1. Jason Brennan, The Ethics of Voting. Published in 2011, this is one of the most provocative books Ive read in the last few years. Brennan develops a theory of what it means to vote ethically given that the consequences of bad governance are so dire. He argues that you have to vote based on having justified beliefs about what will actually advance the common good. This requires a familiarity with basic economics, for example, and it is a familiarity that most elected representatives sorely lack. Brennan echoes a theme from the economist Bryan Caplans 2007 book The Myth of the Rational Voter: we do not get bad public policy because the system is corrupt. We get bad public policy because people vote for it, enthusiastically.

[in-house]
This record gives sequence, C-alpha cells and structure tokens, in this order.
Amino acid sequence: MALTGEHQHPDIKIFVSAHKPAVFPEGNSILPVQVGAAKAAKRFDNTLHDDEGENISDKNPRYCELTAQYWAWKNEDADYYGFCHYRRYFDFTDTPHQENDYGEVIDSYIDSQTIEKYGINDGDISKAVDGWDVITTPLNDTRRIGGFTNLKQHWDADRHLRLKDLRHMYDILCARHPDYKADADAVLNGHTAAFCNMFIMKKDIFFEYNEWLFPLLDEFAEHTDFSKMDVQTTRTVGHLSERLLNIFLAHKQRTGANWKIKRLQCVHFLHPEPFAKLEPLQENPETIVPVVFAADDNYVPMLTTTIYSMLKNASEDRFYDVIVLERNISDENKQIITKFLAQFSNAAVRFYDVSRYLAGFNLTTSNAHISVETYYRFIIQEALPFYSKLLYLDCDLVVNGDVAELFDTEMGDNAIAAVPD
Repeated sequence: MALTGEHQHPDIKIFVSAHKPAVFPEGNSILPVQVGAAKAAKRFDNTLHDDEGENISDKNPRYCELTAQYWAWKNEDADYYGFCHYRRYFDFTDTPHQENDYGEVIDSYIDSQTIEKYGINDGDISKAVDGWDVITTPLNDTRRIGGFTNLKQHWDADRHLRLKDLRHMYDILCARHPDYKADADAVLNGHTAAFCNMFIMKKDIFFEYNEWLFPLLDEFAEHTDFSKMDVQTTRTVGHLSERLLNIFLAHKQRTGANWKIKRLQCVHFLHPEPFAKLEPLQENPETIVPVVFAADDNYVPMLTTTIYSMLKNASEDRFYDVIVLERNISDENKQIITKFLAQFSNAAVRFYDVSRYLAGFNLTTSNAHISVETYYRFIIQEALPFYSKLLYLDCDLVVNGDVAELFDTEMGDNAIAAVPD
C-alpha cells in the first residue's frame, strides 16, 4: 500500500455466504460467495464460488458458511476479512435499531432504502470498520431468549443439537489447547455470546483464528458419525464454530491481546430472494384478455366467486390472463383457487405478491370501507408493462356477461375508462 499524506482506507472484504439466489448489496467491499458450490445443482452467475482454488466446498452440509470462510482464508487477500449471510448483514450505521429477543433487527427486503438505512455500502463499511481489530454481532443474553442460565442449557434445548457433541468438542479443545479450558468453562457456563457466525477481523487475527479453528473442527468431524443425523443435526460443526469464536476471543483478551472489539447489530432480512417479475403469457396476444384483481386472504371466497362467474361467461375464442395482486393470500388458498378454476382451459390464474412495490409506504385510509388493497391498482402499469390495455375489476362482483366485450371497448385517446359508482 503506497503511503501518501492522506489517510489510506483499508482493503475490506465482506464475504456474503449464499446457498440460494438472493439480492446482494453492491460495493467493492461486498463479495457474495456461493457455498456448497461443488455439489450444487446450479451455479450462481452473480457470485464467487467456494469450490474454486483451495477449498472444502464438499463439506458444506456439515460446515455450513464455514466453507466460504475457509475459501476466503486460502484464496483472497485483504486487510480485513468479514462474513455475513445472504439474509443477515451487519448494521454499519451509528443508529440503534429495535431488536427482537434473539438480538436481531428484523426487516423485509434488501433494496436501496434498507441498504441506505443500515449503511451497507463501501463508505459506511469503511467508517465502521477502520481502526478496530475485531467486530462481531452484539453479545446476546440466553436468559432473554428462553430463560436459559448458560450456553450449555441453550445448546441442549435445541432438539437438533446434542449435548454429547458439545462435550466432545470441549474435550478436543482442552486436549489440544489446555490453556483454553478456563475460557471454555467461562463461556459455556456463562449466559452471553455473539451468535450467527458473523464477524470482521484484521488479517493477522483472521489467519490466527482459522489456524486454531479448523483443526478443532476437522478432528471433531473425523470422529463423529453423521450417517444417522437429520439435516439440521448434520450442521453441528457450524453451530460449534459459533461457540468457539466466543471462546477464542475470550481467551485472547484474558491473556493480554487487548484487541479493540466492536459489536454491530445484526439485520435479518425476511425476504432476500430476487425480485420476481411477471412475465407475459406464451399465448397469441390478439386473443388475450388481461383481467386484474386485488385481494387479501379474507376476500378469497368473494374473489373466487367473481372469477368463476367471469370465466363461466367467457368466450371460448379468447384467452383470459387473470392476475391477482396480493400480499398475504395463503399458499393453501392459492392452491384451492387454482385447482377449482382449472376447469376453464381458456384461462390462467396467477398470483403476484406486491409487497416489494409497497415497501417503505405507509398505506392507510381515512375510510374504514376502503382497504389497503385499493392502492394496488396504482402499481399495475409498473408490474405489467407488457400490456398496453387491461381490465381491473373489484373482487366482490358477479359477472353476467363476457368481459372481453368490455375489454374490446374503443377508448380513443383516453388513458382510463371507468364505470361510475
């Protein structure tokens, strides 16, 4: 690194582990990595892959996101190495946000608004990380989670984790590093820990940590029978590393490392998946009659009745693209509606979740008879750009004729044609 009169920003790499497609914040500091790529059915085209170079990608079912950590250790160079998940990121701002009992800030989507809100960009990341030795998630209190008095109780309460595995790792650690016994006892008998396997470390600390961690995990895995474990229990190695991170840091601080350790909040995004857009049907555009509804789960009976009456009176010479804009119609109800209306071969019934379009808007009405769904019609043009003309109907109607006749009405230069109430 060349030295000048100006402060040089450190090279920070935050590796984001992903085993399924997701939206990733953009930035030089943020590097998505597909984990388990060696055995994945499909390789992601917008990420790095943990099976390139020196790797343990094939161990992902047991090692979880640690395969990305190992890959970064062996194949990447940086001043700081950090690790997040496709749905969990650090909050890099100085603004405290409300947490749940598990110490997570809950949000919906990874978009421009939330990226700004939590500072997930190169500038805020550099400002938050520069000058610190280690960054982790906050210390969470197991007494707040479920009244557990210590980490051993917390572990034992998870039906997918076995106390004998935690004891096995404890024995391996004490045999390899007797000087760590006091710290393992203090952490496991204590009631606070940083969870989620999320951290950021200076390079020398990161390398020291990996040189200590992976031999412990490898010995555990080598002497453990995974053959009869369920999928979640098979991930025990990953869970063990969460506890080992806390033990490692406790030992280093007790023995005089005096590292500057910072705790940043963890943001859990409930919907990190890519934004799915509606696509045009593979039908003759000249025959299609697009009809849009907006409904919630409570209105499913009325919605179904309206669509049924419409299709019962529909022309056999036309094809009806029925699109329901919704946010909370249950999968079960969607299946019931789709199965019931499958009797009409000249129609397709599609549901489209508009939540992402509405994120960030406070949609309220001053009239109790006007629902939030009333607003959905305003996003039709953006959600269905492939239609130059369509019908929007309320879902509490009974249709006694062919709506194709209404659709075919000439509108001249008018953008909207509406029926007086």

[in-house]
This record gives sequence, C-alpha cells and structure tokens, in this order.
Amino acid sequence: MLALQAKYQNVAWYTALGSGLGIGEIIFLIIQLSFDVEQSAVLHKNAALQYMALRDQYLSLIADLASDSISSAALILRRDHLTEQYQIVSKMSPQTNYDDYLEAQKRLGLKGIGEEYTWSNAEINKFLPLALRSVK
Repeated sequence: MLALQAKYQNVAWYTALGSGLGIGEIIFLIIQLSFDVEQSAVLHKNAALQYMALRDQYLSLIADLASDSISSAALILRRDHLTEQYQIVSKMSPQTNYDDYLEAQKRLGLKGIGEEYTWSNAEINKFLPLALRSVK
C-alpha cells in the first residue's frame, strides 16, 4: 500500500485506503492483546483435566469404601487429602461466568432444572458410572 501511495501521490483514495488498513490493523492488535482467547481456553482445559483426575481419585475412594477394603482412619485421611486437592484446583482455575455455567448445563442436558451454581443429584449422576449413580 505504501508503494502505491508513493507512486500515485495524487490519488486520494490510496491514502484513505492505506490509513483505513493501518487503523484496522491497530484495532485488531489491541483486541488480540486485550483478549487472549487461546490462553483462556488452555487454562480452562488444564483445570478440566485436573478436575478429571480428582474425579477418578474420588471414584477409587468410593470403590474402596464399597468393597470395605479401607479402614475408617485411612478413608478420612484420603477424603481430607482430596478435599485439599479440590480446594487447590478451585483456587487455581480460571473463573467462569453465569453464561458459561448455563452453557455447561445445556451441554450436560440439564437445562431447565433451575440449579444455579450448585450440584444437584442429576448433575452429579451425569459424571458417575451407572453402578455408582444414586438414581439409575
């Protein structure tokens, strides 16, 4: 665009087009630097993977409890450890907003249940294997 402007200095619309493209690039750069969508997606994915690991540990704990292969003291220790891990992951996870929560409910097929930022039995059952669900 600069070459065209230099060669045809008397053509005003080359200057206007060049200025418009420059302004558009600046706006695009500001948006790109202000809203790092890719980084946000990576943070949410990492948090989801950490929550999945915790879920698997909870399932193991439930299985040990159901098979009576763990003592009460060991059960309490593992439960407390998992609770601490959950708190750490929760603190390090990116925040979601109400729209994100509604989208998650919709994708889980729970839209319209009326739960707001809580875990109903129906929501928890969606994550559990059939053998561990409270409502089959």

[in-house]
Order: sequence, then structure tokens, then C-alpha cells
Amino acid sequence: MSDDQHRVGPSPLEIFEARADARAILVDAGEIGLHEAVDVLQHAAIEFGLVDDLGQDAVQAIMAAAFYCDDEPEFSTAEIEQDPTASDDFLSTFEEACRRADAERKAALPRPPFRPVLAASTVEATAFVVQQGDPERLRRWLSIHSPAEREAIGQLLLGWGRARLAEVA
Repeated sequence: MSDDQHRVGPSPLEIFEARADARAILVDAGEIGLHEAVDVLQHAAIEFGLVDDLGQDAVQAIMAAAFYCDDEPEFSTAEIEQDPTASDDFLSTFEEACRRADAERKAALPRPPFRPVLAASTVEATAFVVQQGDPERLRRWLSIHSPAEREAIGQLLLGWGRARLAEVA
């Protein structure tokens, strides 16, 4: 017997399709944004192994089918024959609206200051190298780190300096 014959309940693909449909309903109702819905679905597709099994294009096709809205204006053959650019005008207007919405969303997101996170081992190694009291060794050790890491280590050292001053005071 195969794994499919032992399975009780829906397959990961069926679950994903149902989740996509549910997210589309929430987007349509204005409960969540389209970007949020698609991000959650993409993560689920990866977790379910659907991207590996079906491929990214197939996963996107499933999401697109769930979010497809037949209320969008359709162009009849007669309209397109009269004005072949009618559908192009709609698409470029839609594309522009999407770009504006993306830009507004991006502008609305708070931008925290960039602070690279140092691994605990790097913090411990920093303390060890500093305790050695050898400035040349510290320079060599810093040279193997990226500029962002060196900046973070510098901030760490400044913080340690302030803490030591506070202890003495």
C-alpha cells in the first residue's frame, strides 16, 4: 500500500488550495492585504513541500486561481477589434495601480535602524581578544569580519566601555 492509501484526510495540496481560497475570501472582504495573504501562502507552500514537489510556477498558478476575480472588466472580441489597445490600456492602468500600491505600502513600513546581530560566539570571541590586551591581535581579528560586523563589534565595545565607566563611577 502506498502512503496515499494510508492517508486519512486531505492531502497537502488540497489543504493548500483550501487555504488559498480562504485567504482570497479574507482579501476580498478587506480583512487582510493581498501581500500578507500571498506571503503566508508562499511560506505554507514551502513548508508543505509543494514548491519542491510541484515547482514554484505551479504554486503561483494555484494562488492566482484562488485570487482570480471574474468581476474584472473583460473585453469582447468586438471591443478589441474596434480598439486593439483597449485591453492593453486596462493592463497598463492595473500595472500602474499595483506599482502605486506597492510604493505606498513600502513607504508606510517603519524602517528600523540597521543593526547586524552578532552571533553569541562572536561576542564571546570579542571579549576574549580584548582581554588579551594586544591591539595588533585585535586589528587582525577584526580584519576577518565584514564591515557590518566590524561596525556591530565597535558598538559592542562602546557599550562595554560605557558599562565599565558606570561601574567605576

2. Christopher J. Coyne, After War: The Political Economy of Exporting Democracy. For good or ill, governments make war. It behooves us to understand the consequences of foreign adventures. While no one would seriously object to peace and freedom in the Middle East, for example, it is a serious mistake to equate worthy objectives with good policy ideas. A goal is not an outcome: wanting peace and prosperity in the Middle East doesnt mean that we can get there by fighting wars. In After War, Christopher Coyne describes the track record of American interventions abroad. It isnt good. Another excellent read along these lines is Ralph Raicos Great Wars and Great Leaders: A Libertarian Rebuttal. PDF and ePub versions are available from Mises.org for $0. Heres the PDF.
Art Carden is a Research Fellow at the Independent Institute in Oakland, California, and Assistant Professor of Economics at Samford University.
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